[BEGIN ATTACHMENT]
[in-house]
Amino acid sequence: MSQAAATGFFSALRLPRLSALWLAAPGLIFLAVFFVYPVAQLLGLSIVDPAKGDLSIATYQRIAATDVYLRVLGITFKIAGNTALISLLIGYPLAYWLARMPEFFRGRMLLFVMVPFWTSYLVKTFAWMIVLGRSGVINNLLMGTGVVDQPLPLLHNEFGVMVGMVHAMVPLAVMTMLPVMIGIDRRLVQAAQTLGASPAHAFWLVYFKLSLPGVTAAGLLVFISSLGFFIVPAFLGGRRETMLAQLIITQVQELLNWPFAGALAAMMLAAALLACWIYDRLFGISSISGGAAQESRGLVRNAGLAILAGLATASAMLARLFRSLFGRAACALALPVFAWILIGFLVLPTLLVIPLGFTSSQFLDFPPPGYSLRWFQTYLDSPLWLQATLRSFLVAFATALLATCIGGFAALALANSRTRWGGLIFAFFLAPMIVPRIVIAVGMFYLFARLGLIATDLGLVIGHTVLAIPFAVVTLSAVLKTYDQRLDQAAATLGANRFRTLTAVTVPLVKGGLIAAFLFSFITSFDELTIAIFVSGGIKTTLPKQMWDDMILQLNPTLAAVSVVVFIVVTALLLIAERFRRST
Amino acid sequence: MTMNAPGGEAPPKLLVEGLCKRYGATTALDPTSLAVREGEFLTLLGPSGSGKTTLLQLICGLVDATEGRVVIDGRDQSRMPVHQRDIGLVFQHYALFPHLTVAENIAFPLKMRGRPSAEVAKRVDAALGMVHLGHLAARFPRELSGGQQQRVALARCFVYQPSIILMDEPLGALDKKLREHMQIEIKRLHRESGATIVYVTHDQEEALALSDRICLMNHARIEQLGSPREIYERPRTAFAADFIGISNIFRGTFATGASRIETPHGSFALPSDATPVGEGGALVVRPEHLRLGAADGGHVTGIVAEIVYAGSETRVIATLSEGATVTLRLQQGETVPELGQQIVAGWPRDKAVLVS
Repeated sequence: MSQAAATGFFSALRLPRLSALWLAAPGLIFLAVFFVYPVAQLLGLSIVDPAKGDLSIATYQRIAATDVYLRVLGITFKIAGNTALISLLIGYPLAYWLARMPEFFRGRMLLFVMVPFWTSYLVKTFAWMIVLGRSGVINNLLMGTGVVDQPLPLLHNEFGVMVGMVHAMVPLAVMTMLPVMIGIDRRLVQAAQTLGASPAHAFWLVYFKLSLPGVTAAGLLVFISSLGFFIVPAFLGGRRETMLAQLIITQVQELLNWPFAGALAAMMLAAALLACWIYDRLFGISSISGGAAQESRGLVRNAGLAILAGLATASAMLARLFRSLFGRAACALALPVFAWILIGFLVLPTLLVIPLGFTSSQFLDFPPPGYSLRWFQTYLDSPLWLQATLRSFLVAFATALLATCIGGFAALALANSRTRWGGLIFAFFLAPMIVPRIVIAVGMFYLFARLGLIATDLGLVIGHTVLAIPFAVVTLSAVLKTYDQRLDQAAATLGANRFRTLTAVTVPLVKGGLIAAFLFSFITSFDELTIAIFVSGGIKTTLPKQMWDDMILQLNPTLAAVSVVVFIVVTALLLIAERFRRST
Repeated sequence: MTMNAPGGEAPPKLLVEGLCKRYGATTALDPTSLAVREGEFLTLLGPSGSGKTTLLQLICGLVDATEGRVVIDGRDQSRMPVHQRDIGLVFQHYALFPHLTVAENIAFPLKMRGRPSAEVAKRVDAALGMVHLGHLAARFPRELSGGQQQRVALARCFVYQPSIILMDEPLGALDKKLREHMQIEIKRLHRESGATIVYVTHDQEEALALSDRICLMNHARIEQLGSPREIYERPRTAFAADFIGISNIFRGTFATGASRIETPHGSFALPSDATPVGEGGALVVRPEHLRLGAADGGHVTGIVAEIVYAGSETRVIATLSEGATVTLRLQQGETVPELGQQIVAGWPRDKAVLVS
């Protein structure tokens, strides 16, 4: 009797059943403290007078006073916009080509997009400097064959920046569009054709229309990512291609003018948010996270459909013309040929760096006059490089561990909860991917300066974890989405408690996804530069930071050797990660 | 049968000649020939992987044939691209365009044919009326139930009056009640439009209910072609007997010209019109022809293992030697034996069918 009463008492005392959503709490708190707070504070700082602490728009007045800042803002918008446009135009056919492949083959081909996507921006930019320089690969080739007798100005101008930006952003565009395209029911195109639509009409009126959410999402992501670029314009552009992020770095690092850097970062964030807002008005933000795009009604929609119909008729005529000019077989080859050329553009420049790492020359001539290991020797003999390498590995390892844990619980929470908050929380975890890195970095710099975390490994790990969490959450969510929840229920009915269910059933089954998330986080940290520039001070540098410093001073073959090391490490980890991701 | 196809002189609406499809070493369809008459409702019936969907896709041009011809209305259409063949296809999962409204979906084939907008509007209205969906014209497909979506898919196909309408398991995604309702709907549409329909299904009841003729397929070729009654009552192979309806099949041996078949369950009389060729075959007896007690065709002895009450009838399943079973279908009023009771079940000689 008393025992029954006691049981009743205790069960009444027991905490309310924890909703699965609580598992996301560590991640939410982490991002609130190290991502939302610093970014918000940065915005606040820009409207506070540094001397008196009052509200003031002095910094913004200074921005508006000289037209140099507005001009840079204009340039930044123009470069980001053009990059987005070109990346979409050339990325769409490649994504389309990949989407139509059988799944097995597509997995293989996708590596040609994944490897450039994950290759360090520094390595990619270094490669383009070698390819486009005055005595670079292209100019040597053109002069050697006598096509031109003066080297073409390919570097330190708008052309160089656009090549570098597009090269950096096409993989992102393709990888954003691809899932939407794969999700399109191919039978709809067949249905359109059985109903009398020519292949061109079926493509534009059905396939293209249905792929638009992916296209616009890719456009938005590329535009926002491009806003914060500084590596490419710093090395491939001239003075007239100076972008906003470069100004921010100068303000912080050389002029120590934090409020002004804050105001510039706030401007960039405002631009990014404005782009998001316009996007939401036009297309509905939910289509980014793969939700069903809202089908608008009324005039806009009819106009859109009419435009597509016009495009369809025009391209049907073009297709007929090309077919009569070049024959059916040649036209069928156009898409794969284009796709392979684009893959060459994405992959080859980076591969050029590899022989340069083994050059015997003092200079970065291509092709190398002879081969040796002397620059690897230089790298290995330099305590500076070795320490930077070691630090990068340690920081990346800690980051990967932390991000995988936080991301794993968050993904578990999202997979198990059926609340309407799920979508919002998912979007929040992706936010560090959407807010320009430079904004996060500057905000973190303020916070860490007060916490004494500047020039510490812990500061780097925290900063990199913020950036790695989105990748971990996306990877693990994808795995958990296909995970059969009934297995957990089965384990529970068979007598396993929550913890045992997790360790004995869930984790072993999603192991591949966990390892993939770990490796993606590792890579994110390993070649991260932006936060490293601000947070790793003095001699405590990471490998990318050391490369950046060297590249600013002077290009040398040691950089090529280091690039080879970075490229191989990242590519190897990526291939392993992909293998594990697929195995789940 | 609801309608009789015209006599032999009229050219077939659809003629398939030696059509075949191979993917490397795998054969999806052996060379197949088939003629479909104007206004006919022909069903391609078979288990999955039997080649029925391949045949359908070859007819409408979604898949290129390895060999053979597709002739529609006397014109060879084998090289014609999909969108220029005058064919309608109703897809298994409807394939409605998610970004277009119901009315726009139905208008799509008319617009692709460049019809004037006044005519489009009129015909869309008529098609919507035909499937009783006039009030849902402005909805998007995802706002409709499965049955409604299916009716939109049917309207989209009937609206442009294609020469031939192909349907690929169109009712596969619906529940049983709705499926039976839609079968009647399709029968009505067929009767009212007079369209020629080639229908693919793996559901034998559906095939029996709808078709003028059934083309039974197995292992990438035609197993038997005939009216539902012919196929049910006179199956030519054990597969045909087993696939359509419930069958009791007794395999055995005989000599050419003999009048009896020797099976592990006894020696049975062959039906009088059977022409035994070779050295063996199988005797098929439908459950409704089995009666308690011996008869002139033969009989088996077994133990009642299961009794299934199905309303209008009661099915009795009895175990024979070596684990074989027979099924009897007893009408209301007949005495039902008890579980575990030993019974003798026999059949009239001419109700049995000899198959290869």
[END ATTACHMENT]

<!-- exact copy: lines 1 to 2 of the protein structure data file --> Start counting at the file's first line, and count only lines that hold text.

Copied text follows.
[in-house]
Amino acid sequence: MSQAAATGFFSALRLPRLSALWLAAPGLIFLAVFFVYPVAQLLGLSIVDPAKGDLSIATYQRIAATDVYLRVLGITFKIAGNTALISLLIGYPLAYWLARMPEFFRGRMLLFVMVPFWTSYLVKTFAWMIVLGRSGVINNLLMGTGVVDQPLPLLHNEFGVMVGMVHAMVPLAVMTMLPVMIGIDRRLVQAAQTLGASPAHAFWLVYFKLSLPGVTAAGLLVFISSLGFFIVPAFLGGRRETMLAQLIITQVQELLNWPFAGALAAMMLAAALLACWIYDRLFGISSISGGAAQESRGLVRNAGLAILAGLATASAMLARLFRSLFGRAACALALPVFAWILIGFLVLPTLLVIPLGFTSSQFLDFPPPGYSLRWFQTYLDSPLWLQATLRSFLVAFATALLATCIGGFAALALANSRTRWGGLIFAFFLAPMIVPRIVIAVGMFYLFARLGLIATDLGLVIGHTVLAIPFAVVTLSAVLKTYDQRLDQAAATLGANRFRTLTAVTVPLVKGGLIAAFLFSFITSFDELTIAIFVSGGIKTTLPKQMWDDMILQLNPTLAAVSVVVFIVVTALLLIAERFRRST